Wednesday, May 14, 2008

Thought and Paper

Here's an open question: What do you need in order to think? I'm not asking this question philosophically or physiologically, but practically. What do you need at hand in order to think through or solve problems?

Some people need to look at their fingers to count, or to hold up both hands to tell their left from their right. I find that some of my thoughts require speech (either with someone else or just to myself), others typing, still others -- especially math problems -- a pen and paper. I've completely conditioned myself to solve higher-order algebra problems by writing -- and not typing -- a series of equations. I don't think I could calculate them in any other way.

I said that I wasn't interested in philosophical implications, but I'll speculate on some anyways. To what extent does thought occur as a purely mental process, and to what extent does it exist in a series of embodied actions? To put it in Descartes's terminology, is the "I," the "thinking thing," as much the hand tracing the curve as it is the mind judging that curve to be immediately certain, and therefore, true?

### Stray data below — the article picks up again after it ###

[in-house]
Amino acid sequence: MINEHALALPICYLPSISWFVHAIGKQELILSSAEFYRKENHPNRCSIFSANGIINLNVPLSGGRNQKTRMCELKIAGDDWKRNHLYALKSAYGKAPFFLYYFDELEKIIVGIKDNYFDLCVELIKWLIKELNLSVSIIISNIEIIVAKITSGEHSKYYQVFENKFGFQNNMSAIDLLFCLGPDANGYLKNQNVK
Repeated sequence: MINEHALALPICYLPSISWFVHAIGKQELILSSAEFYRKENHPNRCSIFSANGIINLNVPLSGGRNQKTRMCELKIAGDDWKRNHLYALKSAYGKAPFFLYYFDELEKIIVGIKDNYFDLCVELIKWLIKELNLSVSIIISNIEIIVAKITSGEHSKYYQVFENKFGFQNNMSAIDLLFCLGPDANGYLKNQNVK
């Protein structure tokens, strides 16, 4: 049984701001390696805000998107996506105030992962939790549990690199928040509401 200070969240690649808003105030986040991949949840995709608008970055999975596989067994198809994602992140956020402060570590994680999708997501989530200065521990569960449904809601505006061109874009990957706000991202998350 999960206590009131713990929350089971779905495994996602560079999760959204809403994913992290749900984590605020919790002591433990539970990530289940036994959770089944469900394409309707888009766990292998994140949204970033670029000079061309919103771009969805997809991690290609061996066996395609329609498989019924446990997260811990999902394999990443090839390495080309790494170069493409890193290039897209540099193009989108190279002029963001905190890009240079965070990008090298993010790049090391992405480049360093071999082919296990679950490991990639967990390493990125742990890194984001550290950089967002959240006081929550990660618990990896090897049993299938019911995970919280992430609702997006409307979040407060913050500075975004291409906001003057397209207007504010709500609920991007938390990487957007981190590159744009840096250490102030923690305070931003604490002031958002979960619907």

Robin Sloan said...

I think much better while walking. Finally -- it's taken too long -- I've learned that if I'm stumped I need to get up and take a walk. A fast one -- not a wander.

To be clear, this is creative thinking -- solution to an odd problem, idea for a page layout, etc. It's not mathematical thinking and it's not writing/editing thinking, either.

Heard the claim, very boldly stated, from Kevin Kelly recently that "people think differently on their feet." He thinks big wall-sized screens are coming fast, and when they become the de facto way to look at information in offices, it's actually going to change things a lot. The Age of the Desk gives way to the Age of the Wall.

PoN said...

I think much better in the mornings.

Steelcase is making a treadmill desk now, so people can walk while working on their computer. I want one.

DDanielle said...

I have a few ways and none of htem involve pen and paper.
For everyday problems I do the best problem solving in the shower.
When that doesn't work or the problem is more technical/mathmathical in nature I need to distract myself away from the problem for a bit like walking or even internet surfing.
For a bug in data at work, I find that if I just stare at the data long enough the solution sometimes will jump out at me. Its kind of freaky when that happens.